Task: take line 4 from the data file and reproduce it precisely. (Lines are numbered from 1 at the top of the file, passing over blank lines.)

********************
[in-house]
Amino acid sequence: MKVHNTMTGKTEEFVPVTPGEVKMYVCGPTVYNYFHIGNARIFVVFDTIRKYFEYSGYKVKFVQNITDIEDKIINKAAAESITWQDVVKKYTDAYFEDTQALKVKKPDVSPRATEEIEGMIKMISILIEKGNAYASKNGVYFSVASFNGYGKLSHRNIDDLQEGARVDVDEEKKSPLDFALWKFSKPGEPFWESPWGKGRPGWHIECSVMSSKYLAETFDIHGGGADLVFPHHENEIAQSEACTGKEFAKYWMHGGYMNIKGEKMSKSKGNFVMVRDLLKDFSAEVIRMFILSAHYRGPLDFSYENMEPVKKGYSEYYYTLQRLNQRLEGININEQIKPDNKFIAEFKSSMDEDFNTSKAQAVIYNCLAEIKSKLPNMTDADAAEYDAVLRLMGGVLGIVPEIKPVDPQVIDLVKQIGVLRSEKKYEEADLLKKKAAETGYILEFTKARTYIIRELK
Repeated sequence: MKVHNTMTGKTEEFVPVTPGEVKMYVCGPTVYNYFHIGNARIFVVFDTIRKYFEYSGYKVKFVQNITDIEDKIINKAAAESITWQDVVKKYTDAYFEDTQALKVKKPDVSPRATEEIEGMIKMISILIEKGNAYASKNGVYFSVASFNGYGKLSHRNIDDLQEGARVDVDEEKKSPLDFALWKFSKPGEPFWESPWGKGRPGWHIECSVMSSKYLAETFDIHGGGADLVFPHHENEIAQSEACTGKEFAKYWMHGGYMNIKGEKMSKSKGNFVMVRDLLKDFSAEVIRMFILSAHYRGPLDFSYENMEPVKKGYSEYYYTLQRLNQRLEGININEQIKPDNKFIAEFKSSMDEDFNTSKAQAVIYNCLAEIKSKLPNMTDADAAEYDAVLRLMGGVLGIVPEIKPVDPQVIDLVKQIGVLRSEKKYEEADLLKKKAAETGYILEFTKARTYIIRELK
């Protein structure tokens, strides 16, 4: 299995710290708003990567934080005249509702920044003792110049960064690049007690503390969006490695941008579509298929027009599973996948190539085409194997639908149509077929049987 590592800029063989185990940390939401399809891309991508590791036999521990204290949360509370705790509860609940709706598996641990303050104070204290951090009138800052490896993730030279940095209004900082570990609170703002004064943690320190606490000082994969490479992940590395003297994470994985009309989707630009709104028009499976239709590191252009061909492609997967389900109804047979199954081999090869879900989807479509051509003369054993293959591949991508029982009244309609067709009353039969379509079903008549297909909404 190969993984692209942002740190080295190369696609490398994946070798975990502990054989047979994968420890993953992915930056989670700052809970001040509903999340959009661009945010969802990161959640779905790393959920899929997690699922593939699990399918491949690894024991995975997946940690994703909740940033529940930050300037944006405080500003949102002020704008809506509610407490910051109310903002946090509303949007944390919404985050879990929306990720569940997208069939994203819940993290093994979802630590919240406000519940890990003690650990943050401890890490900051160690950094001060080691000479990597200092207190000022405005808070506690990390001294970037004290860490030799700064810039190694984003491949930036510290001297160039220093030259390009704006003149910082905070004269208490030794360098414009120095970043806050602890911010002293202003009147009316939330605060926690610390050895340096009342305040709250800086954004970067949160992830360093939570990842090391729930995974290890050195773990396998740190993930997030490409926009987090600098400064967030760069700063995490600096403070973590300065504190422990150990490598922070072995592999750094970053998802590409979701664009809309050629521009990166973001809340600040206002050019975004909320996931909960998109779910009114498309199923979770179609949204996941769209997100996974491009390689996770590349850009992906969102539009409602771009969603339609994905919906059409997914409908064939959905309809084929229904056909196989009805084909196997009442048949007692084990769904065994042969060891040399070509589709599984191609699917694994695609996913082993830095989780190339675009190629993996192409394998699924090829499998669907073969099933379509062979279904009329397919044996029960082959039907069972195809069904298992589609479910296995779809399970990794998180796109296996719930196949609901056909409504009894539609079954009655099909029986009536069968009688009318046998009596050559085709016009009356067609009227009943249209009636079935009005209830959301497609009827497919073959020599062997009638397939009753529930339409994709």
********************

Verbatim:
């Protein structure tokens, strides 16, 4: 299995710290708003990567934080005249509702920044003792110049960064690049007690503390969006490695941008579509298929027009599973996948190539085409194997639908149509077929049987 590592800029063989185990940390939401399809891309991508590791036999521990204290949360509370705790509860609940709706598996641990303050104070204290951090009138800052490896993730030279940095209004900082570990609170703002004064943690320190606490000082994969490479992940590395003297994470994985009309989707630009709104028009499976239709590191252009061909492609997967389900109804047979199954081999090869879900989807479509051509003369054993293959591949991508029982009244309609067709009353039969379509079903008549297909909404 190969993984692209942002740190080295190369696609490398994946070798975990502990054989047979994968420890993953992915930056989670700052809970001040509903999340959009661009945010969802990161959640779905790393959920899929997690699922593939699990399918491949690894024991995975997946940690994703909740940033529940930050300037944006405080500003949102002020704008809506509610407490910051109310903002946090509303949007944390919404985050879990929306990720569940997208069939994203819940993290093994979802630590919240406000519940890990003690650990943050401890890490900051160690950094001060080691000479990597200092207190000022405005808070506690990390001294970037004290860490030799700064810039190694984003491949930036510290001297160039220093030259390009704006003149910082905070004269208490030794360098414009120095970043806050602890911010002293202003009147009316939330605060926690610390050895340096009342305040709250800086954004970067949160992830360093939570990842090391729930995974290890050195773990396998740190993930997030490409926009987090600098400064967030760069700063995490600096403070973590300065504190422990150990490598922070072995592999750094970053998802590409979701664009809309050629521009990166973001809340600040206002050019975004909320996931909960998109779910009114498309199923979770179609949204996941769209997100996974491009390689996770590349850009992906969102539009409602771009969603339609994905919906059409997914409908064939959905309809084929229904056909196989009805084909196997009442048949007692084990769904065994042969060891040399070509589709599984191609699917694994695609996913082993830095989780190339675009190629993996192409394998699924090829499998669907073969099933379509062979279904009329397919044996029960082959039907069972195809069904298992589609479910296995779809399970990794998180796109296996719930196949609901056909409504009894539609079954009655099909029986009536069968009688009318046998009596050559085709016009009356067609009227009943249209009636079935009005209830959301497609009827497919073959020599062997009638397939009753529930339409994709």